If you plant one thing this winter…
Not everyone is keen to get out in the garden during the winter, but there are some garden jobs that are perfect for this time of year.
Tempted to brave the cold? Well how about creating one of the best features for wildlife that you can have in a garden – the humble hedge.
Whilst a fence doesn’t do much for garden wildlife, a hedge is a great home for nature. Birds will nest, roost and feed in them, insects will visit the flowers and nibble the foliage, and the base will offer shelter and a highway to hedgehogs and toads. They’re good for us too as they offer protection from the wind as well as security and privacy. They may need clipping at certain times of the year, but that can be good exercise and a great opportunity to get to grips with your garden. You never know, you might find you have a talent for topiary!
So why do the hedge planting in winter? Well firstly, the actual hedge trees and shrubs are cheap to buy at this time of year as dormant bare rooted ‘whips’. You can get a good number of hedgerow plants for a fraction of the price of a pot grown shrub or tree. Planting in winter also gives the hedge a chance to set roots in at a time when water is plentiful, ready to burst into life when the growing season kicks off in spring.
To create the hedge you have to prepare the soil, clear the area you want to plant, turn it over, then add some mulch (well rotted compost or a peat free bought type if you don’t have a compost heap). Depending on how thick you want your hedge to be, you can plant in single rows or staggered double rows – the latter giving a denser hedge with fewer gaps in the early years of growth. You want to leave enough space for each plant to thrive in its own right, but have them close enough to form a connective barrier.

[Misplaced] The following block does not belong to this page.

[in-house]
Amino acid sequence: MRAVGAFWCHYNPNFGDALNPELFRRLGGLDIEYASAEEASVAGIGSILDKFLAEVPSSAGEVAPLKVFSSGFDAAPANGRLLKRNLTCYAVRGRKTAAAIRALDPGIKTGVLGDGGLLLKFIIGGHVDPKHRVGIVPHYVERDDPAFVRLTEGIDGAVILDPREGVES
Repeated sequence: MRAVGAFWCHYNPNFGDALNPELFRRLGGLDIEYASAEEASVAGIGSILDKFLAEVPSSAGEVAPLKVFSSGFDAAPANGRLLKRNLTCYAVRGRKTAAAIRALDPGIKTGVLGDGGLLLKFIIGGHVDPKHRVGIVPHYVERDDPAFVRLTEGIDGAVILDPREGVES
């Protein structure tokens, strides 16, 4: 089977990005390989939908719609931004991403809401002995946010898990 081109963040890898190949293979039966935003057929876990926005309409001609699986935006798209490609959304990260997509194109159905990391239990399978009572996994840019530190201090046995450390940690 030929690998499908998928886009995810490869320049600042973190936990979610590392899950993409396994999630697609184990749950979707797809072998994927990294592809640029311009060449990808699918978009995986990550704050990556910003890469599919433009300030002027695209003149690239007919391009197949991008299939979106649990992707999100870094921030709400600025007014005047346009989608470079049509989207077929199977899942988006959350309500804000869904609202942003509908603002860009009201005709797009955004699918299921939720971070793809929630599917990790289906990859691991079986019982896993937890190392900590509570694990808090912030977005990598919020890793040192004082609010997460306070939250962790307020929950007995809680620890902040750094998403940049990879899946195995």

Once they are dug in, mulched and watered, you need to be brutal and cut them down to around a foot high. This should guarantee that when they start to grow in the spring you will have a hedge that is nice and thick at the base.
Some hedges are better for wildlife than others. To make a good wildlife friendly hedge you could mix things up and include different plants, such as dog rose, hawthorn, field maple, hazel, crab apple, wild privet, holly and cherry plum. When the hedge is established, you could think about adding in honeysuckle and ivy to fill it out and to give it some extra oomph for wildlife. Once your hedge is established, it’ll need managing to keep the shape and size that you want, but think about only cutting it every other year and time this for late winter when the berries and fruit have been eaten by the birds.
If you’re stuck with a fence though, it needn’t be a dead zone for nature. You could grow climbers up it using trellis to create some great coverage.
All done? You’ve definitely earned that tea and biscuit by the fire now!
For more ways on how to give nature a home in your garden and to download your free guide, visit rspb.org.uk/homes
We all know there is a housing crisis in the UK. Perhaps less well-known, however, is that there is an equally urgent housing crisis facing much of the UK’s threatened wildlife.
The worrying state of things for creatures that call our gardens ‘home’ has encouraged Rightmove to lend our support to the RSPB’s new Giving Nature a Home campaign. The objective is simple: to encourage people across the UK to create a million new homes for nature in their gardens and outdoor spaces.